Starting from our stock image, set up the software on the SBC to compile the API on the device itself:
apt-get update && apt-get install -y unzip build-essential
Download the bacnet-stack source zipfile, and unpack it with 'unzip'. Enter the newly unpacked directory and build as per instructions for IP or MS/TP below.
The devices themselves need to have their BACnet ID set up; refer to the specific device manual for information on doing this. Additionally, some BACnet/IP devices need to have an IP address manually set and will not use DHCP. BACnetMS/TP modules also need to have a known baud rate, they can either be set or the host interface set up to adjust to the specific baud rate. Ensure these parameters are all set to be valid for your specific TCP/IP network, or RS-485 settings.
In the demos below, our BACnet/IP ID is 31337, the BACnetMS/TP address is set to FINISH ME!, and the baud rate is set to 115200.
BACnet/IP is the default build for this tool. Ensure that the BACnet/IP device is set up correctly on the same TCP/IP network as the host. The ID can be discovered with the tools (shown further down), but in most situations would already be known.
make clean all
Once this is compiled, a set of libraries as well as some demo applications will be built. Functionality will first be checked with some of these demo tools. Note that all of the demo tools when called without arguments show a brief about their use, however if the only argument is "--help" then a much more in-depth output and description is given for all of the arguments.
First, lets scan the network for any devices, this is using the "Who-Is" Service.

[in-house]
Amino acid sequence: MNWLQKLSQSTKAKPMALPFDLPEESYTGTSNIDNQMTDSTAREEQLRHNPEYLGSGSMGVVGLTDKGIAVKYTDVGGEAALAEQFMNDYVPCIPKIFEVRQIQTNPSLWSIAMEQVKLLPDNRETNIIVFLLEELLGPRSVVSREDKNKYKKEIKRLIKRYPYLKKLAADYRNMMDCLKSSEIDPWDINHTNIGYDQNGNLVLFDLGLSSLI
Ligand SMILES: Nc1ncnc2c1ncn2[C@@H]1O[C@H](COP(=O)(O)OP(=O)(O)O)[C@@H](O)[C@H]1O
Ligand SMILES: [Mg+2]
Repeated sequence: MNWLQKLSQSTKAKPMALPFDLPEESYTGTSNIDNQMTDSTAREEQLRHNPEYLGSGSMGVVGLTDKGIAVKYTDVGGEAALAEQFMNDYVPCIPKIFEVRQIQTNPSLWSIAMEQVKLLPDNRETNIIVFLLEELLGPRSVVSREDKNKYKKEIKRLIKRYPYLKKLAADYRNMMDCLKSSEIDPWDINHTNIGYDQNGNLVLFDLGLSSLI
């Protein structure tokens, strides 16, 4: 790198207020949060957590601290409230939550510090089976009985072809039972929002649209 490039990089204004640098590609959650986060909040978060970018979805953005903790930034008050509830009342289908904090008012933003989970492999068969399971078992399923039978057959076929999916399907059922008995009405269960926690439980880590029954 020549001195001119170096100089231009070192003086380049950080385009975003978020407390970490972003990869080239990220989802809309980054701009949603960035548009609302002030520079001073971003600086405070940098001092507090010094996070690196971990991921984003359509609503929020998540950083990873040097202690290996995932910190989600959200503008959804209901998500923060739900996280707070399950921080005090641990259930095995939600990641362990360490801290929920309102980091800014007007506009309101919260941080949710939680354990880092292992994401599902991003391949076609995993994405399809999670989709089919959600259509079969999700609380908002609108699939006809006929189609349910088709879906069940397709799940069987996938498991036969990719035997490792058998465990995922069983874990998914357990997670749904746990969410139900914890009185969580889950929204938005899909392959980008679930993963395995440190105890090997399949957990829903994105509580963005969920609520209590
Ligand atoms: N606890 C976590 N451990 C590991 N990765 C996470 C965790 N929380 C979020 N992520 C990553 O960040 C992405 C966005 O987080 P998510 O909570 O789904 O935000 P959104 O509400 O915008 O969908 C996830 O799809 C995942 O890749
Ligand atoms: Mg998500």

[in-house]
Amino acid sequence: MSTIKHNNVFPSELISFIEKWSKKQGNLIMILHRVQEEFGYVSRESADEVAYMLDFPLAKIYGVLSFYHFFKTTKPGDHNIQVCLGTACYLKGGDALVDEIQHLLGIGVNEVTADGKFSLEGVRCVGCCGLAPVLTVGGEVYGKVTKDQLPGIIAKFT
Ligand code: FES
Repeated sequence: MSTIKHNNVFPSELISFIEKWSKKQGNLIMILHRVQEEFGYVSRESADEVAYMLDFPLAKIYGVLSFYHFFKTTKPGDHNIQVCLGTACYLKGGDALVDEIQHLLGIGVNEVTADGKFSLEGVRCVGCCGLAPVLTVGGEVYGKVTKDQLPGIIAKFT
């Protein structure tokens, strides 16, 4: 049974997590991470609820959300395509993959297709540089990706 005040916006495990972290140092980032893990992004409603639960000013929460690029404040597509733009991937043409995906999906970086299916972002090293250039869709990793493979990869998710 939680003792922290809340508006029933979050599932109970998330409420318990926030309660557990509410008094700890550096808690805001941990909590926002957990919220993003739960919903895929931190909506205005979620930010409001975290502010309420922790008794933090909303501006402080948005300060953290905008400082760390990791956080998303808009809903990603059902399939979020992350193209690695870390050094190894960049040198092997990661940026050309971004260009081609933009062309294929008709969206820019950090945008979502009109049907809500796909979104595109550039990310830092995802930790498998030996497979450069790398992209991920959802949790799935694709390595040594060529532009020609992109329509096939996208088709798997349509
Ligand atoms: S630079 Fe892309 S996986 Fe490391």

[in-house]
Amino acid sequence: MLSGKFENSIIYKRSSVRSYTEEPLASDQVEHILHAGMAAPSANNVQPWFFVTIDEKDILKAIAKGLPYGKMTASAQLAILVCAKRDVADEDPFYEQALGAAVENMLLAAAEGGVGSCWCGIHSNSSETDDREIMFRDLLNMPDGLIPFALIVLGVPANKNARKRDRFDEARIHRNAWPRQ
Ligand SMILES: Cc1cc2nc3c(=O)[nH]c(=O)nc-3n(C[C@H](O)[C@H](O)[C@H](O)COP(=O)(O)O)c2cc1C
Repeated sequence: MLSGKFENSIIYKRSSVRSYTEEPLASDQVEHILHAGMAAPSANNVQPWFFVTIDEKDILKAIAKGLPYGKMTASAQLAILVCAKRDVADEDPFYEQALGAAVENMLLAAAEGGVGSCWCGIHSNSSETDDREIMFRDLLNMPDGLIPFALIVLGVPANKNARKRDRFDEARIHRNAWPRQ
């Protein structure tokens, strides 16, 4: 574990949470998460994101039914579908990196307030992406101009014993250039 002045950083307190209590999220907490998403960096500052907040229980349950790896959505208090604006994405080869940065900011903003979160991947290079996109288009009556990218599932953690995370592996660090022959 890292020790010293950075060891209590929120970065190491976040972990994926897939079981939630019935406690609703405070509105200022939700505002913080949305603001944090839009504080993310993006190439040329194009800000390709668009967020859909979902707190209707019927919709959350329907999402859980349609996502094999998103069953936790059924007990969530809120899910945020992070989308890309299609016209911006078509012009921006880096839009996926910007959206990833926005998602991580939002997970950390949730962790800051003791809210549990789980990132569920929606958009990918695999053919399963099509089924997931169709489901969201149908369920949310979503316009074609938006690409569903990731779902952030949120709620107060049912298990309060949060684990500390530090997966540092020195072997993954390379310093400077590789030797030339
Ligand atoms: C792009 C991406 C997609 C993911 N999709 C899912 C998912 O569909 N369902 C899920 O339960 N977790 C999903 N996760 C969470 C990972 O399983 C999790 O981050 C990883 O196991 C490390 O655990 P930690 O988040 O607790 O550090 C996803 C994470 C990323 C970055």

root@imx28:~/bacnet-stack-0.8.3# ./demo/whois/bacwi Received I-Am Request from 31337, MAC = 10.10.10.231.186.192 ;Device MAC (hex) SNET SADR (hex) APDU ;-------- -------------------- ----- -------------------- ---- 31337 0A:0A:0A:E7:BA:C0 0 00 480 ; ; Total Devices: 1
Our device is detected, and is reporting itself on the network.
Next, the demo tools can be used to do some basic inquiry of the device. The BACnet Stack tools require the use of "magic numbers" to represent various objects and properties, see Appendix A for a table of these.
# Get the the device name root@imx28:~/bacnet-stack-0.8.3# ./demo/readprop/bacrp 31337 8 31337 77 "iSMA-B-4I4O-H-IP" # Get the state of the first input root@imx28:~/bacnet-stack-0.8.3# ./demo/readprop/bacrp 31337 3 0 85 inactive # Get the state of the first relay root@imx28:~/bacnet-stack-0.8.3# ./demo/readprop/bacrp 31337 4 0 85 inactive
With each output wired to close each input, setting the relay will also change the respective input:
# Check the first input root@imx28:~/bacnet-stack-0.8.3# ./demo/readprop/bacrp 31337 3 0 85 inactive # Set the first relay output root@imx28:~/bacnet-stack-0.8.3# ./demo/writeprop/bacwp 31337 4 0 85 0 -1 9 1 WriteProperty Acknowledged! # Check the first input again root@imx28:~/bacnet-stack-0.8.3# ./demo/readprop/bacrp 31337 3 0 85 active
Below, a simple demo application to check each input and output loopback in order. This will check the network with Who-Is and interact with the first device that reports back, additionally it will then use the Who-Has Service to determine the amount of inputs and outputs the device has, and dynamically walk through all of them to verify the loopback setup.
4 Appendix A, BACnet Stack "magic numbers"
Below are some of the "magic numbers" that BACnet Stack uses for various Objects or Properties. These are needed when specifying commands on the command line for the demo tools. Note that not every Object or Property is listed, only the common ones used in the examples above, or that may be useful to those using the demonstration.
|Data Type ||Num.|
- BACnet Stack also refers to this as "Tag"
- This is one of the more commonly used datatypes